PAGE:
The words “What would Jesus do?” or “W.W.J.D.,” because of the recent surge in their popular use, can almost sound too cliché to be taken seriously. Yet, as I continue my work in post-abortion ministry, I find myself time and time again turning to the Gospels to find out how best to serve this important ministry. I am so thankful each and every time that, through Jesus’ example, I can find the best way to lead women who are suffering after an abortion and men who encouraged or allowed abortion down the road of healing, bringing them close to the Lord.
Within the detailed account in St. Luke’s Gospel of the woman who anointed Jesus’ feet, if we look closely enough we can see a pattern for what to do and what not to do in post-abortion ministry. In this wonderful story, Jesus has been invited to dine at Simon the Pharisee’s house. In the midst of the meal, a woman with a reputation for being a sinner comes in with an expensive jar of perfume and begins to anoint Jesus’ feet, wash them with her tears, and dry them with her hair.
Immediately Jesus challenges Simon and all present to consider the woman and not her reputation, status or sins: “Do you see this woman?” If we are not careful we can be like Simon the Pharisee and see only the sins of those around us. This temptation doubles if the sin in another person is considered great.
Most likely this is the last thing a woman who has had an abortion needs for she already knows that she is a sinner and that her sins are great. Unknowingly she maybe already be punishing herself for the sin she has committed. From what I have read and observed, there seems to be a greater tendency in women than in men to identify themselves with their sins. It is more likely for a woman to say, “I have done a bad thing and, therefore, I must be bad and I deserve to be treated as such.”
This can be hard for men to understand as it seems that we are capable of separating ourselves more easily from our sins — maybe too easily. The truth of the matter is that it takes a lot of courage for a person who has had an abortion to come forward and ask for help.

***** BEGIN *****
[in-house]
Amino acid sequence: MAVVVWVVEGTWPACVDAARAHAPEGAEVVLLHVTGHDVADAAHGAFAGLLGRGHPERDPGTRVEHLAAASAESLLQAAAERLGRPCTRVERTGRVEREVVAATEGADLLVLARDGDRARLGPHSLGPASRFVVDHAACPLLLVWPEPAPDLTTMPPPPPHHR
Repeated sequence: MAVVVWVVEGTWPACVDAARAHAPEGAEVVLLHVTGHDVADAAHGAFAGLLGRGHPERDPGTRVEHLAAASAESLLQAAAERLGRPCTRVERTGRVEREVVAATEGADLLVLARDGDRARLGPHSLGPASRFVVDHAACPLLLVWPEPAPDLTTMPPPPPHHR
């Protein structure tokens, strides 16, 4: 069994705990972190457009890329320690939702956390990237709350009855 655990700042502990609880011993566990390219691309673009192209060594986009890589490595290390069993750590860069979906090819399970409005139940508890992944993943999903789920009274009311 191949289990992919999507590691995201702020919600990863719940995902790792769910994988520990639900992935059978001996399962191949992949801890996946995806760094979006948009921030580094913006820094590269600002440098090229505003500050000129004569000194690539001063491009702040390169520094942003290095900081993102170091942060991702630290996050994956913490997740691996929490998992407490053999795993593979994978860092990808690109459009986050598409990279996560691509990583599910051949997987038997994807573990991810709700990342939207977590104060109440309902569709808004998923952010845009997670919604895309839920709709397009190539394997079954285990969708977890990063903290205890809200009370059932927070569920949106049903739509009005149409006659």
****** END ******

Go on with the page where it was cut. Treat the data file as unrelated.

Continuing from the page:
It can be very damaging if they are met with name-calling and hostility instead of with love and mercy. Simply imagine yourself in the place of the woman in the story. Who would you rather run to? Jesus, who is seeing your entire person, or Simon the Pharisee, who is just judging you on your past mistakes?
The second lesson to be learned from this story is that sorrow for sins can take on very strange forms. If, with the help of the Holy Spirit, we truly imagine ourselves present at that dinner table, we begin to realize how shocking the woman’s actions are. She is, first, an intruder in a place where people do not think she belongs. Second, she is carrying around a jar of expensive fragrant ointment. And third, she is weeping so much that it is obvious to others that she is able to wash Jesus’ feet with her tears.
In post-abortion mentality, women really feel that they do not belong in God’s presence because of their sins. It is important for us to let them know that they are welcome wherever Jesus is, for Jesus did not come into the world to condemn us but rather that we might have life. The woman in the story carries with her a jar of fragrant oil, which for me symbolizes a deep love for others and for God.
Who knows the specialness of the human life better than those who are coming to grips with an abortion? I have discovered a real sense of wanting to protect others from the pain that they are feeling. This sometimes leads them to be great advocates for the pro-life movement and sometimes, unfortunately, it leads them to be great supporters of the pro-choice movement where they mistakenly place their protective efforts. It is important, I think, to affirm their specialness and to allow them to see how God can bring good out of any evil.
Finally, the woman at Jesus’ feet weeps, and this is so hard to do in our society because it is viewed by the world as a sign of weakness. Yet it is only when we are weak that we allow Christ to enter into our lives. This woman in her sadness sought out Jesus.
Despite having killed John the Baptist, Herod made no real attempt to see Jesus even though the Gospels tells us that Herod desired to do so (Lk 9:9). Yet, amazingly, Herod never did see Jesus until Jesus’ trial, which makes me think that Herod never tried too hard. This woman, though, found Jesus.
The third lesson is that Jesus’ forgiveness of the woman and His willingness to forgive those who have participated in abortion is not only good news for those who have participated in abortion, but for all because it shows how truly strong God’s love for us is. Where sin separates us — as in Simon’s feeling that there should be some sort of separation between the righteous and sinners — Jesus shows us that God’s love and forgiveness keep us united.
The fourth and final lesson is that there is no room in post-abortion ministry for being self-righteous and judgmental. Elsewhere Jesus tells us that there is much rejoicing over one repentant sinner than over 99 righteous people (Lk 15:1-7). We see this clearly today in post-abortion healing. There is great joy that comes from seeing women and men accept God’s great mercy after having committed such a great sin. If God’s mercy can bring healing to those situations, how much more can he bring healing to the sinful and hurtful situations in my life? So it is with an attitude of joy and gratitude that we minister to the post-abortion community, for we truly see that nothing can separate us from the love of Christ.
FATHER PASTORIUS writes from St. Louis, Mo.